Very weird behavior that's driving me crazy

Discussion in 'Python' started by Pupeno, Aug 16, 2006.

  1. Pupeno

    Pupeno Guest

    Hello,
    I am experiencing a weird behavior that is driving me crazy. I have module
    called Sensors containing, among other things:

    class Manager:
    def getStatus(self):
    print "getStatus(self=%s)" % self
    return {"a": "b", "c": "d"}

    and then I have another module called SensorSingleton that emulates the
    hard-to-code-on-python singleton in this way:

    manager = Manager()
    print "manager=%s" % manager
    def getStatus():
    print "getStatus()"
    return manager.getStatus()

    and then in some other module, I import SensorSingleton and I do, among
    other things:

    print SensorSingleton.getStatus()

    and the output is more or less like this. First, the manager:

    manager: <Sensor.Manager object at 0xb7b9efec>

    ok, then

    Manager.getStatus(self=<Sensor.Manager object at 0xb77cde8c>) =>
    {"a": "b", "c": "d"}
    None

    None is the return of SensorSingleton.getStatus(), now, my questions are:

    - Shouldn't the manager be the same in the first print and the second, that
    is, the id is different, shouldn't it be the same ?
    - What happened with all the output of SensorSingleton.getStatus() ? there's
    no trace of it (but there's output of the method it calls).
    - Why doesn't the SensorSingleton.getStatus() return the return value of
    manager.getStatus(), it's a very straight forward call to it and return it.

    Thank you.
    --
    Pupeno <> (http://pupeno.com)
    Pupeno, Aug 16, 2006
    #1
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  2. In <44e2c4c3$0$20039$-online.net>, Pupeno wrote:

    > - Shouldn't the manager be the same in the first print and the second, that
    > is, the id is different, shouldn't it be the same ?
    > - What happened with all the output of SensorSingleton.getStatus() ? there's
    > no trace of it (but there's output of the method it calls).
    > - Why doesn't the SensorSingleton.getStatus() return the return value of
    > manager.getStatus(), it's a very straight forward call to it and return it.


    How have you tested this? Is there any chance it was an interactive
    session and you forgot to reload the module after making changes to it?

    Ciao,
    Marc 'BlackJack' Rintsch
    Marc 'BlackJack' Rintsch, Aug 16, 2006
    #2
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  3. Pupeno

    Simon Forman Guest

    Pupeno wrote:
    > Hello,
    > I am experiencing a weird behavior that is driving me crazy. I have module
    > called Sensors containing, among other things:
    >
    > class Manager:
    > def getStatus(self):
    > print "getStatus(self=%s)" % self
    > return {"a": "b", "c": "d"}
    >
    > and then I have another module called SensorSingleton that emulates the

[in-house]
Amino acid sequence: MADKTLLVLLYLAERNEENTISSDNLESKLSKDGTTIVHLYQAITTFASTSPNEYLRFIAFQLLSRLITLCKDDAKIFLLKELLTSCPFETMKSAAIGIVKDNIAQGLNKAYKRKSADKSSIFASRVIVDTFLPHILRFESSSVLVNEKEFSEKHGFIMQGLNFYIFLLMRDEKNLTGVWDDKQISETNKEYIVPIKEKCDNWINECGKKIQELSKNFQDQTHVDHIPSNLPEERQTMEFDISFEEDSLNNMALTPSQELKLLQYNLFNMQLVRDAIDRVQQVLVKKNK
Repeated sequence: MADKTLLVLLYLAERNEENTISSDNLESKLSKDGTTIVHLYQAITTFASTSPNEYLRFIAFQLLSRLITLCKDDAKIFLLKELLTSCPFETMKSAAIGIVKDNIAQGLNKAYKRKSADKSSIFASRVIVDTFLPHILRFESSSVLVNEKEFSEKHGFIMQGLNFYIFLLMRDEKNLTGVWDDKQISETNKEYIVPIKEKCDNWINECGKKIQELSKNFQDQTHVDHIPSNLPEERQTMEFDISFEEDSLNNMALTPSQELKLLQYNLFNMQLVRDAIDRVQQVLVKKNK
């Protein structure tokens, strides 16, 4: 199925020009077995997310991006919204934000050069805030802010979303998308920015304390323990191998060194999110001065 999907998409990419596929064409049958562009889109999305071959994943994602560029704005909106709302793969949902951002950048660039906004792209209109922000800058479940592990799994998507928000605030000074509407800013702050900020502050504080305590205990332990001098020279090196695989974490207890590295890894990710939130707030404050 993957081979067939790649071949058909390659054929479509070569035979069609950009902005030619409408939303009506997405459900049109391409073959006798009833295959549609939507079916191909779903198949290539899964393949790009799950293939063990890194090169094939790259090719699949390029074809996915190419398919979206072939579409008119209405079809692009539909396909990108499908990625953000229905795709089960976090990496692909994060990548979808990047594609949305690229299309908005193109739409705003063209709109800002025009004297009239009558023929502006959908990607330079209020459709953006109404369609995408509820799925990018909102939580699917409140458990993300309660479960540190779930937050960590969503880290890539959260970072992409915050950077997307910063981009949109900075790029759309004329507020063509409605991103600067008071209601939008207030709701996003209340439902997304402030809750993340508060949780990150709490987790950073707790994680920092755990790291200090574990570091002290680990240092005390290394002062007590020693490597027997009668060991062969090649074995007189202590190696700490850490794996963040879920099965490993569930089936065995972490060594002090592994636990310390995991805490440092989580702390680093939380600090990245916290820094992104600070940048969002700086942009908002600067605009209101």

> hard-to-code-on-python singleton in this way:
    >
    > manager = Manager()
    > print "manager=%s" % manager
    > def getStatus():
    > print "getStatus()"
    > return manager.getStatus()
    >
    > and then in some other module, I import SensorSingleton and I do, among
    > other things:
    >
    > print SensorSingleton.getStatus()
    >
    > and the output is more or less like this. First, the manager:
    >
    > manager: <Sensor.Manager object at 0xb7b9efec>
    >
    > ok, then
    >
    > Manager.getStatus(self=<Sensor.Manager object at 0xb77cde8c>) =>
    > {"a": "b", "c": "d"}
    > None
    >
    > None is the return of SensorSingleton.getStatus(), now, my questions are:
    >
    > - Shouldn't the manager be the same in the first print and the second, that
    > is, the id is different, shouldn't it be the same ?
    > - What happened with all the output of SensorSingleton.getStatus() ? there's
    > no trace of it (but there's output of the method it calls).
    > - Why doesn't the SensorSingleton.getStatus() return the return value of
    > manager.getStatus(), it's a very straight forward call to it and return it.
    >
    > Thank you.
    > --
    > Pupeno <> (http://pupeno.com)


    The code you posted doesn't match the output you posted. Try coding
    the smallest version of what you're trying to do and post its output.

    Peace,
    ~Simon
    Simon Forman, Aug 16, 2006
    #3
  4. Pupeno

    Pupeno Guest

    Nevermind, it was fixed. Thanks.

    Pupeno wrote:

    > Hello,
    > I am experiencing a weird behavior that is driving me crazy. I have module
    > called Sensors containing, among other things:
    >
    > class Manager:
    > def getStatus(self):
    > print "getStatus(self=%s)" % self
    > return {"a": "b", "c": "d"}
    >
    > and then I have another module called SensorSingleton that emulates the
    > hard-to-code-on-python singleton in this way:
    >
    > manager = Manager()
    > print "manager=%s" % manager
    > def getStatus():
    > print "getStatus()"
    > return manager.getStatus()
    >
    > and then in some other module, I import SensorSingleton and I do, among